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Friday, April 21, 2006

Tn. State to beef up campus security

Tennessee State University intends to spend millions of dollars over the next five years to boost campus security with gated entrances and additional surveillance cameras to monitor more than 500 location points on campus, officials said.

The university's Blue Ribbon Commission on Campus Safety released a 100-plus page report yesterday during a press conference detailing security plans after the Halloween slaying of a man delivering food on campus last year.

"Tennessee State University is a safe campus," said Melvin Johnson, the school's president. "We saw the need for some improvements in safety. … We believe the work that the commission has pursued will be a gauge of where we are heading."

TSU has spent about $162,000 on more campus manpower since the shooting, officials said. That’s part of $2.1 million spent on campus security since 2001. The university has also been conducting safety measures such as random I.D. and vehicle checks on campus and has cameras already monitoring 128 location points.

"When we started (in 2001) it was to protect certain residence halls. Now, it has grown campuswide," said Samuel Polk, director of facilities management at TSU.

TSU's Blue Ribbon Commission was composed of representatives from Metro Police, the Tennessee Bureau of Investigation, TSU students and faculty and the community.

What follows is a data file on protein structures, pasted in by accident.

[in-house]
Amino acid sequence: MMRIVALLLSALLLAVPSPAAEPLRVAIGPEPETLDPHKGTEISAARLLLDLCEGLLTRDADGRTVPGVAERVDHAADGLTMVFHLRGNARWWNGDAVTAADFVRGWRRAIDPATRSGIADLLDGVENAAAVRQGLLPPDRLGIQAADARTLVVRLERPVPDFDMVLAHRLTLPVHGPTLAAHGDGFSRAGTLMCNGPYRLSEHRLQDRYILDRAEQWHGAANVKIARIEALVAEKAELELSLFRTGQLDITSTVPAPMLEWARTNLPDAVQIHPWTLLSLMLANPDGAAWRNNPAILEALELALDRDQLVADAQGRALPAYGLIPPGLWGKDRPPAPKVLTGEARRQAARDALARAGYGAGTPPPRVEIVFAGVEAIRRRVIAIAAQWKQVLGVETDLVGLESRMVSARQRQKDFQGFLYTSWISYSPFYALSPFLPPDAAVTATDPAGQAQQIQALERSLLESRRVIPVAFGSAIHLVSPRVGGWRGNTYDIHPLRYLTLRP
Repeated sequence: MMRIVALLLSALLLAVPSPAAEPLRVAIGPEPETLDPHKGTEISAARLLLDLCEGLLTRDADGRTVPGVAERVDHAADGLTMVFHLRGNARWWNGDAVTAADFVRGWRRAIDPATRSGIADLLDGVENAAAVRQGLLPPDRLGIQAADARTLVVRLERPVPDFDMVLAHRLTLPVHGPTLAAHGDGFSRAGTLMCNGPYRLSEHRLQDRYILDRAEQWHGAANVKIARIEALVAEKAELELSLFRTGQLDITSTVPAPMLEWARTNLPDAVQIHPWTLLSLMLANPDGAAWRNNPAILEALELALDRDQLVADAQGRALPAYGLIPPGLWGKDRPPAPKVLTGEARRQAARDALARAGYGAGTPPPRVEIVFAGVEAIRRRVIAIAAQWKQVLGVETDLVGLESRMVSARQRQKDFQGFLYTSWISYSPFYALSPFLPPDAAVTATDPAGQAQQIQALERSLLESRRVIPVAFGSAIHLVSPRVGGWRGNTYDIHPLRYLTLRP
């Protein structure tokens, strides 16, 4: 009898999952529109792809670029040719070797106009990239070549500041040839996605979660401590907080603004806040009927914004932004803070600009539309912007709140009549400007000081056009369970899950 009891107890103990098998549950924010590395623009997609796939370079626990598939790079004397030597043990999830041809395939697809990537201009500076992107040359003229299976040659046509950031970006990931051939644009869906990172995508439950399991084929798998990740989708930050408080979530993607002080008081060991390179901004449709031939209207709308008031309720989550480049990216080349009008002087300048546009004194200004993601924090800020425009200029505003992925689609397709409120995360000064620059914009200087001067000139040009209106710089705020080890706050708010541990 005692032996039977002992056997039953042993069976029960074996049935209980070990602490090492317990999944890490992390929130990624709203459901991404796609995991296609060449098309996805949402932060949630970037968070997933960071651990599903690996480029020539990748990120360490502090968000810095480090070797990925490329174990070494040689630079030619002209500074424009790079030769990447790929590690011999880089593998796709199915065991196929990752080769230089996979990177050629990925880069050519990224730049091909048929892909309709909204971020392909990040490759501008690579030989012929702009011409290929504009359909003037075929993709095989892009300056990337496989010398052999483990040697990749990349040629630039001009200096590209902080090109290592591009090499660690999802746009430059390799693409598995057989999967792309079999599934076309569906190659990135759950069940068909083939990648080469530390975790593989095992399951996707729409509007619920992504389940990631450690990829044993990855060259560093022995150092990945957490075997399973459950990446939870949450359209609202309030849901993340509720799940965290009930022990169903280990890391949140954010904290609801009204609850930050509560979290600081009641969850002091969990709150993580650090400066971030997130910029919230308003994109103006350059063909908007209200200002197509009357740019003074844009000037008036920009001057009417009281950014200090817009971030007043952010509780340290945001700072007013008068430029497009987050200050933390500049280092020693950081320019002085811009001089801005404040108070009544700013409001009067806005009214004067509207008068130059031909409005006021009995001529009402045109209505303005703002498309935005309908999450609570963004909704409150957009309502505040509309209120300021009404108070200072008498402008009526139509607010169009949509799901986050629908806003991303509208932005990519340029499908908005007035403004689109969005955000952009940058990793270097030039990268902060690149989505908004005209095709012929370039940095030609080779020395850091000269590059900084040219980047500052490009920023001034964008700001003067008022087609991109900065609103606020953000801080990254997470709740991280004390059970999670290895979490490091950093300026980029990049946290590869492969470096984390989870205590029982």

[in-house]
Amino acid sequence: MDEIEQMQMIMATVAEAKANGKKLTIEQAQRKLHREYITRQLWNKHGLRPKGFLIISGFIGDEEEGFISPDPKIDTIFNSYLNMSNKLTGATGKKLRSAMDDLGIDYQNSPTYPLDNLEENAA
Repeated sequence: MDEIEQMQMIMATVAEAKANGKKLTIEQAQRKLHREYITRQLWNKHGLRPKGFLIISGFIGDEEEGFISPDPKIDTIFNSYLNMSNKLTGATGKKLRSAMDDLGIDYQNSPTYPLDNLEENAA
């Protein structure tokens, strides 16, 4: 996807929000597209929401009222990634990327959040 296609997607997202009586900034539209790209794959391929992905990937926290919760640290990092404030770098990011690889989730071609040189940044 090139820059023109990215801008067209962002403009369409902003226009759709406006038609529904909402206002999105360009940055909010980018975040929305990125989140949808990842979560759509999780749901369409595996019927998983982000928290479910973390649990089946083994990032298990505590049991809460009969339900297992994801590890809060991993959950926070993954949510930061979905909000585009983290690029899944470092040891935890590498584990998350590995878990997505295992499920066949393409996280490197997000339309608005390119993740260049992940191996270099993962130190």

The recommendations would be implemented in several phases over the next few years. Some of the changes to come are:

• Security organization restructuring.

• Electronic proximity key cards for access to specific campus buildings for faculty and students.

• Additional surveillance cameras, security booths and emergency phones.

• A new surveillance system, along with staff to manage it.

• Relocation of campus security to a central location.

Officials hope the blue-ribbon commission's recommendations will serve as a model for other schools.

"I think we've put together a very comprehensive report that can be implemented," said Mark Gwyn, director of the TBI.

A Meharry Medical College official who worked on the commission said the medical school was considering adding surveillance cameras to monitor its campus as a result of the group's findings.

"The cost of safety, you really can't measure it," said Richard Briggance, chief of security at Meharry. "The commission has helped me and Meharry become safer."

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